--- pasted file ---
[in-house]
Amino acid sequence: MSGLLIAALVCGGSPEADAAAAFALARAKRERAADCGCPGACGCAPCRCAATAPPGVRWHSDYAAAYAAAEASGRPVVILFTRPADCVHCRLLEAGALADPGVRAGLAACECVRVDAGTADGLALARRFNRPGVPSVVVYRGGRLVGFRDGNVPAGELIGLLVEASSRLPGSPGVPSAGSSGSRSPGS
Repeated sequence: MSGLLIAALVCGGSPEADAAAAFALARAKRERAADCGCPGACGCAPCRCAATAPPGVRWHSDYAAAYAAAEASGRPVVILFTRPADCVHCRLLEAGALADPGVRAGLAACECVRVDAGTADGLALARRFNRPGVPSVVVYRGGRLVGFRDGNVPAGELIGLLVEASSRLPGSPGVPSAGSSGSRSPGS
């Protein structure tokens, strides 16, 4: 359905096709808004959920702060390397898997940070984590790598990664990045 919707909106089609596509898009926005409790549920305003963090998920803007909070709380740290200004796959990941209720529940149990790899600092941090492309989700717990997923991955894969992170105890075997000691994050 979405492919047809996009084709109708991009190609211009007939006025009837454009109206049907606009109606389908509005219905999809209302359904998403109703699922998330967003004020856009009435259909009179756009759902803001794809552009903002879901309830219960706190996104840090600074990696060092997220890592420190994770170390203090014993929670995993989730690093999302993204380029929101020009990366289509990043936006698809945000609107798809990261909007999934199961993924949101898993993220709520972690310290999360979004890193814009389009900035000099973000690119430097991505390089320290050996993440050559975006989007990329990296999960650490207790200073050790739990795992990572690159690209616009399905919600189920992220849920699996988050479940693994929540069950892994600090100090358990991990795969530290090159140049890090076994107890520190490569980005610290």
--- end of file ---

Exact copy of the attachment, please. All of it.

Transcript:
[in-house]
Amino acid sequence: MSGLLIAALVCGGSPEADAAAAFALARAKRERAADCGCPGACGCAPCRCAATAPPGVRWHSDYAAAYAAAEASGRPVVILFTRPADCVHCRLLEAGALADPGVRAGLAACECVRVDAGTADGLALARRFNRPGVPSVVVYRGGRLVGFRDGNVPAGELIGLLVEASSRLPGSPGVPSAGSSGSRSPGS
Repeated sequence: MSGLLIAALVCGGSPEADAAAAFALARAKRERAADCGCPGACGCAPCRCAATAPPGVRWHSDYAAAYAAAEASGRPVVILFTRPADCVHCRLLEAGALADPGVRAGLAACECVRVDAGTADGLALARRFNRPGVPSVVVYRGGRLVGFRDGNVPAGELIGLLVEASSRLPGSPGVPSAGSSGSRSPGS
């Protein structure tokens, strides 16, 4: 359905096709808004959920702060390397898997940070984590790598990664990045 919707909106089609596509898009926005409790549920305003963090998920803007909070709380740290200004796959990941209720529940149990790899600092941090492309989700717990997923991955894969992170105890075997000691994050 979405492919047809996009084709109708991009190609211009007939006025009837454009109206049907606009109606389908509005219905999809209302359904998403109703699922998330967003004020856009009435259909009179756009759902803001794809552009903002879901309830219960706190996104840090600074990696060092997220890592420190994770170390203090014993929670995993989730690093999302993204380029929101020009990366289509990043936006698809945000609107798809990261909007999934199961993924949101898993993220709520972690310290999360979004890193814009389009900035000099973000690119430097991505390089320290050996993440050559975006989007990329990296999960650490207790200073050790739990795992990572690159690209616009399905919600189920992220849920699996988050479940693994929540069950892994600090100090358990991990795969530290090159140049890090076994107890520190490569980005610290």